Healthcare data breaches started slowly in 2019 but saw gradual increases through January, eventually averaging one per day for the month. Of the 31 security breaches in January, hacking and other IT security incidents such as ransomware and malware attributed to more three-quarters of the incidents. For January, a total of 483,000 individuals were affected. For the quarter, there were a total of 94 breaches. Of the 94, 60 were either hacking or an IT incident.
With these statistics constantly on the rise, are you doing enough to protect your organization? Here are four recommendations to keep your security compliant and increase cyber awareness.
- Training: Patients rely on their healthcare providers when they are sick, but they also expect that their personal health information (PHI) is secure. Proper cybersecurity training is required to stay HIPAA-compliant, of course, but even with that prevention, a lack of cybersecurity awareness is affecting healthcare patients. Cybersecurity is a constantly evolving field, so your employees should be participating in mandatory AND continuous training to stay up to date. Additionally, this training should not just be for your immediate staff. Anyone that has access to a computer should be trained, including the C-Suite. Hackers will target anyone at any time, which makes it imperative that everyone, no matter their title, is appropriately trained.
- Keep It Simple: KISS – keep it simple, stupid. Healthcare is full of acronyms that require a glossary of terms to figure out. The last thing your staff needs are training manuals, slide decks, or videos that are full of “tech-talk” or hard to understand terms. When it comes to cybersecurity training, please keep it simple. Write rules and procedures in easy to understand language that non-technical staff members can understand. The Flesch Reading Ease Formula is an excellent tool to measure the complexity of training documentation. Text with a very high Flesch reading ease score (about 100) is straightforward and easy to read, with short sentences and no words of more than two syllables. Usually, a reading ease score of 60-70 is considered acceptable/normal for web copy. Along with simple verbiage, you should also make it as easy as possible to report any suspicions or instances of compromise.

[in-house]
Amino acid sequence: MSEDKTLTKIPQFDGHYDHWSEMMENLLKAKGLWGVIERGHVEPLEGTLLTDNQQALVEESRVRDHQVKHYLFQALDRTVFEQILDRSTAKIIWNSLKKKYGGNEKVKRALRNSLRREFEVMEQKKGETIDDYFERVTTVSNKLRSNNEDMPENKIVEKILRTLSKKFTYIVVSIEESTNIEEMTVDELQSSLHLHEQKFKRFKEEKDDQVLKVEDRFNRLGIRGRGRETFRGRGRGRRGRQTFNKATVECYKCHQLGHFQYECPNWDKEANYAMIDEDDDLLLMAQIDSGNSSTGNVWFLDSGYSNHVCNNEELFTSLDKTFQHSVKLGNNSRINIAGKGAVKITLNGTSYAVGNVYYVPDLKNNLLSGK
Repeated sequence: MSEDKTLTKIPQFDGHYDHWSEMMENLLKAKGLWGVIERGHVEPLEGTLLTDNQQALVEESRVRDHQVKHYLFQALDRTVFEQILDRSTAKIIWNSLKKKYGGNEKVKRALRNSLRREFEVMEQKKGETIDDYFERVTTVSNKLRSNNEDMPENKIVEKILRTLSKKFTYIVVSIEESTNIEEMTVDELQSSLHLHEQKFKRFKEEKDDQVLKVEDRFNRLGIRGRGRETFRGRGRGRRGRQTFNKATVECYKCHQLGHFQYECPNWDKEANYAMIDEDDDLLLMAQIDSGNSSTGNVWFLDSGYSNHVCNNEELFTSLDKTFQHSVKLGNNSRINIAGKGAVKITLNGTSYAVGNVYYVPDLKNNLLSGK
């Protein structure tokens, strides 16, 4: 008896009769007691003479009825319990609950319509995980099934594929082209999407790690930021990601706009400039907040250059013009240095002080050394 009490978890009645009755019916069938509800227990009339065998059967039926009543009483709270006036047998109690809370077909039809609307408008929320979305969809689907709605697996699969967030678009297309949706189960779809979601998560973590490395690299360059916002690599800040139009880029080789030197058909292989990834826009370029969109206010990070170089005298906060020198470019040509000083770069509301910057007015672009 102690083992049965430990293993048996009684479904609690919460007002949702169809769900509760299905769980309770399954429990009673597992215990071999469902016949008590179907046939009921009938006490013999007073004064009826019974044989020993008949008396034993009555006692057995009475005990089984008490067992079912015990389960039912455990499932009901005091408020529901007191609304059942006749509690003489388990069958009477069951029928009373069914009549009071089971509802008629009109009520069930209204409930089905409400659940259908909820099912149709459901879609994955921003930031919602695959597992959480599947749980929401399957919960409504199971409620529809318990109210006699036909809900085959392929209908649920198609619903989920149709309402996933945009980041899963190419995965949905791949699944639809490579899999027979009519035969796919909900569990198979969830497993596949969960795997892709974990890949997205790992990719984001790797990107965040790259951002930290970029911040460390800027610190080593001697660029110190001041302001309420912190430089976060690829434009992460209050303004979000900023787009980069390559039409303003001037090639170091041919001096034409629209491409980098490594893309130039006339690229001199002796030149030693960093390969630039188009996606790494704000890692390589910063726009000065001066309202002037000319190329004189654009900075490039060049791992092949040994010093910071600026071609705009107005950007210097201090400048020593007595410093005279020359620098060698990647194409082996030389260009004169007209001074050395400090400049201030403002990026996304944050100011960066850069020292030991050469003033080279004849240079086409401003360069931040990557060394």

3. Review and Reduce System Access: One of the biggest mistakes in healthcare organizations revolves around setting user access. It is prevalent for users to have more access then they need to do their job leading to several issues, including the misuse of credentials. IT should always be assessing the access needs for employees and limiting the amount of access based on these needs. Your employees should only have the bare minimum amount of access to do their jobs. This protects them and protects the organization. If you are not continually monitoring system access, then your organization is more open to a devastating cyber attack. If an employee's credentials become compromised, but access has been minimized, then a hacker can only get as far as those credentials allow.
4. Reward Awareness and Good Security Posture: If your employees are continuously trained, the opportunities that hackers have to infiltrate your organization are lessened. Proper training in maintaining a good security posture can also help employees identify hacking attempts or other cyber attacks. It is important to encourage your employees to report any suspicions they might have with easy to follow procedures and rewards for doing so. While training is imperative, awareness is the most valuable asset of trained employees.
If healthcare organizations consider the four recommendations above, the chances of becoming a statistic on the HHS Wall of Shame are reduced. If an organization is successfully hacked, the financial ramifications are great, the negative publicity is high, and the confidence of the community served is low. Don’t become a statistic. Make sure cybersecurity is high on the list of priorities. Remember, only you can prevent ransomware.